How to Coach for Progress that Makes a Difference
Too many coaching relationships brainstorm action steps that seem good at time…but in the bigger picture, don't really take the person being coached anywhere close to what they're trying to accomplish.
When coaching a client toward outcomes, there are two different kinds of progress worth drawing out:
Learnable progress: measured by what a client learns during the course of pursuing a new goal. This might be research, new skills, insight learning, or other meaningful knowledge that's acquired during the course of pursuing a particular goal. This also can include character-development and other internal growth components. The core component is that this new information must change the client's thinking on one or more levels.
Observable progress: By setting the right goals and choosing the right action steps, measuring progress should be clearly visible to the naked eye. Observation is the core of any good change system. Effective coaches help mark starting points and note when the scenery around their clients change because they're moving forward.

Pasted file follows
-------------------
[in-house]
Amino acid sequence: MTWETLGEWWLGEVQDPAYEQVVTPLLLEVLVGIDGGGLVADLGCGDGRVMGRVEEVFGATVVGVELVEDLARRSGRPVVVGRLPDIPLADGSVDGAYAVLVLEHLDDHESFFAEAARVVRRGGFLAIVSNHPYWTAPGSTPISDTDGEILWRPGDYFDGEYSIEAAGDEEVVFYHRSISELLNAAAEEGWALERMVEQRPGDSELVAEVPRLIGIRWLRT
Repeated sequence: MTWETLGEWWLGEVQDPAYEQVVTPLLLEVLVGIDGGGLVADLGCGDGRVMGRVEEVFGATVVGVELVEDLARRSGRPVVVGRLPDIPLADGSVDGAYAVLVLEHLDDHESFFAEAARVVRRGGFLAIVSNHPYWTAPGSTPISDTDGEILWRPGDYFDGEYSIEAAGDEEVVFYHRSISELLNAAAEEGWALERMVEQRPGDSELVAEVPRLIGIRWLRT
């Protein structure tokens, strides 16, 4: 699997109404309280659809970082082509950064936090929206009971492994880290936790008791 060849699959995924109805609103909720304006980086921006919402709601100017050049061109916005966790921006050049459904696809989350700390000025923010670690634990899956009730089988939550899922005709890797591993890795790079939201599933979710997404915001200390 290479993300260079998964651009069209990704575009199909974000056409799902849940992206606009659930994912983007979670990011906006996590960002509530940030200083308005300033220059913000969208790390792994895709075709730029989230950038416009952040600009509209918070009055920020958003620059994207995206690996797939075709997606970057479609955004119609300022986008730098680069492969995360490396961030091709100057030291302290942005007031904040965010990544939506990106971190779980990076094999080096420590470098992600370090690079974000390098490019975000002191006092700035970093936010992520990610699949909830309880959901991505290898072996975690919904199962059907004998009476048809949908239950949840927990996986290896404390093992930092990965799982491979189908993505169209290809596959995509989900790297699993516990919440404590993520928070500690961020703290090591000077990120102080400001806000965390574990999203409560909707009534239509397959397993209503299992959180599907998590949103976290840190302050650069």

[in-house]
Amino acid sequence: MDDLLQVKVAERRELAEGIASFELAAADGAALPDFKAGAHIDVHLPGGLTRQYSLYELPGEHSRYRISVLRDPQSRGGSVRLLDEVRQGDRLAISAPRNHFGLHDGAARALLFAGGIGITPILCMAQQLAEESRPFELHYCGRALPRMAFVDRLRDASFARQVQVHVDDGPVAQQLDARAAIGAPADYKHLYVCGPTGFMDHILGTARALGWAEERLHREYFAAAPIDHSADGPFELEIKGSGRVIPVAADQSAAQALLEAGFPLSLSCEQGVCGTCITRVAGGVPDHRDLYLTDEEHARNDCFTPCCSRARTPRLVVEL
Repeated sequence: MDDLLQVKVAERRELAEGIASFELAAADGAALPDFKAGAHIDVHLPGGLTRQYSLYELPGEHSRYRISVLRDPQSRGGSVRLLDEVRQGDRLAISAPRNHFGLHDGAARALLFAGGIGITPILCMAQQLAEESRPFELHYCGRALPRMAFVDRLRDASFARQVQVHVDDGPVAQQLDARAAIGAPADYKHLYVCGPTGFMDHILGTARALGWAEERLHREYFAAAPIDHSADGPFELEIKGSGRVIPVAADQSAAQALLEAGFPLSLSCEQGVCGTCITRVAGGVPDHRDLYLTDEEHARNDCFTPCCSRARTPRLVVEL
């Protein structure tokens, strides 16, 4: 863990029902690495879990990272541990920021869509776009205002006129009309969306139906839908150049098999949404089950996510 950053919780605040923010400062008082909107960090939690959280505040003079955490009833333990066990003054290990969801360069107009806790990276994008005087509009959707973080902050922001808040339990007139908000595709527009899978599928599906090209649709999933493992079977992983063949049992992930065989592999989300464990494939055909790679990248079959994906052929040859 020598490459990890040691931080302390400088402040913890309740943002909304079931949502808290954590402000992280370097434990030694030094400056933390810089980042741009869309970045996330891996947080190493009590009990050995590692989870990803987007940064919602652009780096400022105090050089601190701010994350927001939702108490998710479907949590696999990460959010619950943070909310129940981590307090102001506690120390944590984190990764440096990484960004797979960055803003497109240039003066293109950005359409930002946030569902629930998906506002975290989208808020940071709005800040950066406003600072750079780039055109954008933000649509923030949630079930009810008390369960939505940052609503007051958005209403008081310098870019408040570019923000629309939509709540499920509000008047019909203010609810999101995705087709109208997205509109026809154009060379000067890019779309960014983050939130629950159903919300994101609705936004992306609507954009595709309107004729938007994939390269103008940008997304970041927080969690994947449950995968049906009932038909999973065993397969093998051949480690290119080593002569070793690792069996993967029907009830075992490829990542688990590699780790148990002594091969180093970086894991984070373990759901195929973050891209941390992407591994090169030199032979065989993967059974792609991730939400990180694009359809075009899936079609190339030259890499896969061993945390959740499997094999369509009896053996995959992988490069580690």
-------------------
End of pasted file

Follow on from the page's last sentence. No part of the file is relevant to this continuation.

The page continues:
It's crucial to note while both kinds of progress are just that, progress. For the coaching you do to be it's most effective, there has to be progress toward something. Vision--the bigger picture--has to drive. If your clients can describe how what they're learning in your coaching relationship is pushing them toward their vision, that's helpful progress. Observable progress toward your vision is helpful as well.
For more from Jonathan Reitz, please click here.
Jonathan Reitz has a number of impressive titles at CoachNet Global (Chairman/CEO/Guy with Coffee). Jonathan has been coaching since 1996 and has worked with over 500 clients in the church, the non-profit sector and the business world.
“Coaching plays a part in the kind of leadership the world needs,” says Jonathan Reitz. “I want to be a part of that.”
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